The Democrats are making gains among senior citizens as a result of confusion and rising discontent over the new prescription drug rules, reports Robin Toner in “Drug Plan’s Start May Imperil G.O.P.’s Grip on Older Voters” in The New York Times.
Discontent over prescription drug polices could have a decisive effect in races in which senior voters are critical, such as the U.S. Senate contest in Pennsylvania. In House races, Toner says “Among the fewer than three dozen House districts considered competitive, the over-60 vote will be critical in states like Florida and New Mexico.”
As Ruy Teixeira explained in his December 21 piece “Seniors, the Prescription Drug Benefit and the 2006 Election,” voters age 60 and older have become highly critical of the job performance of both the President and congress — and these voters turn out at even higher rates in midterm elections.
Toner quotes GOP pollster Glen Bolger’s observation that confusion over the drug benefit has “taken the key swing vote that’s been trending the Republicans’ way and put it at risk for the next election.”
A range of problems are driving senior concerns about the new plan, according to Toner:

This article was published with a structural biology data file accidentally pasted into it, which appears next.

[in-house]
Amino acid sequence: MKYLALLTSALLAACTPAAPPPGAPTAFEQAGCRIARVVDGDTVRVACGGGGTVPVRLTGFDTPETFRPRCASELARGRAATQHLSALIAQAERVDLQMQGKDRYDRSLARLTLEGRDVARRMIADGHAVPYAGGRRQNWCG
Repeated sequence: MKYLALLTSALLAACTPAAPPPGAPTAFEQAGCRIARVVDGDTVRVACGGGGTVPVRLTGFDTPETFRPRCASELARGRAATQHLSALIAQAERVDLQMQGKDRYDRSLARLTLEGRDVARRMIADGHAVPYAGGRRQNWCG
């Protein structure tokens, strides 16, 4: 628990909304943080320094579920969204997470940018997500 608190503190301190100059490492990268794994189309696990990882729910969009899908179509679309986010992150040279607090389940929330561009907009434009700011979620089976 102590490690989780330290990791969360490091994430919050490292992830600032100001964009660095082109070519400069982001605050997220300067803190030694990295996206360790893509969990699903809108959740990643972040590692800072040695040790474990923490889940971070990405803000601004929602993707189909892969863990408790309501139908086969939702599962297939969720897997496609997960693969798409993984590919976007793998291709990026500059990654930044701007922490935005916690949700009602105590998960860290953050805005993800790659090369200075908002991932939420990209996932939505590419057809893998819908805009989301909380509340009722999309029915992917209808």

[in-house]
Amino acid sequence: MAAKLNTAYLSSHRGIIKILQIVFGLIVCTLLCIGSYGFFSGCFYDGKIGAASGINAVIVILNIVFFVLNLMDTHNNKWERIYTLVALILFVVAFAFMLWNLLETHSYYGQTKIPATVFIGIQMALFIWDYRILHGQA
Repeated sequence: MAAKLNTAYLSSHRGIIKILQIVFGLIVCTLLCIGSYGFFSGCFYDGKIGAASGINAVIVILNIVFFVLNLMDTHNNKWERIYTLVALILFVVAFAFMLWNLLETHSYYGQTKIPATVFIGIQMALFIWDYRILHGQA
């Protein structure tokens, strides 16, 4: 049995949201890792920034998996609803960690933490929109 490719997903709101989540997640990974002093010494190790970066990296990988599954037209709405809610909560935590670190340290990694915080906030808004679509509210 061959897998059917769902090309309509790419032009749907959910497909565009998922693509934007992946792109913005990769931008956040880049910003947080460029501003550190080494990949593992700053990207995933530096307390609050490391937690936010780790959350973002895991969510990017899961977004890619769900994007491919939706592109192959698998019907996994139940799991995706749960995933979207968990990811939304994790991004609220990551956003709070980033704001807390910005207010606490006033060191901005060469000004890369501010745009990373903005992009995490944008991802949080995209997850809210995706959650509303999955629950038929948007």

…including low-income people who fell between the cracks in the transition; the difficulties reported by many pharmacists in determining eligibility; and the general struggle of millions of retirees faced with a choice among 40 or more private drug plans, with different rules, lists of covered drugs and premiums.”
Toner cites a new Kaiser Family Foundation poll, indicating that “retirees were almost twice as likely to say they viewed the benefit unfavorably (45 percent) as favorably (23 percent)” and a recent New York Times/CBS News Poll showing that “most did not expect the law to lower drug costs over the next few years.” In addition, a recent CNN/USA Today/Gallup Poll reveals that only 20 percent of seniors believe the new plan is working.
Smart Dems have taken a common sense approach to addressing the issue. Toner quotes Florida State Senator Ron Klein, who is running for congress against Rep. Clay Shaw:
“These Medicare prescription drug costs, on top of the other issues, are weighing pretty heavily on people with fixed incomes…Let’s start thinking about the consumer side, instead of figuring out how to prop up the pharmaceutical and insurance industries.”
Toner notes that Democrats are pushing reforms to improve the benefit, including extending the sign-up deadline, empowering Medicare to negotiate prices directly with drug companies and more vigorously regulating private drug plans. Dems will publicize their reforms at a series of nearly 100 forums that will be held across the U.S. in the coming months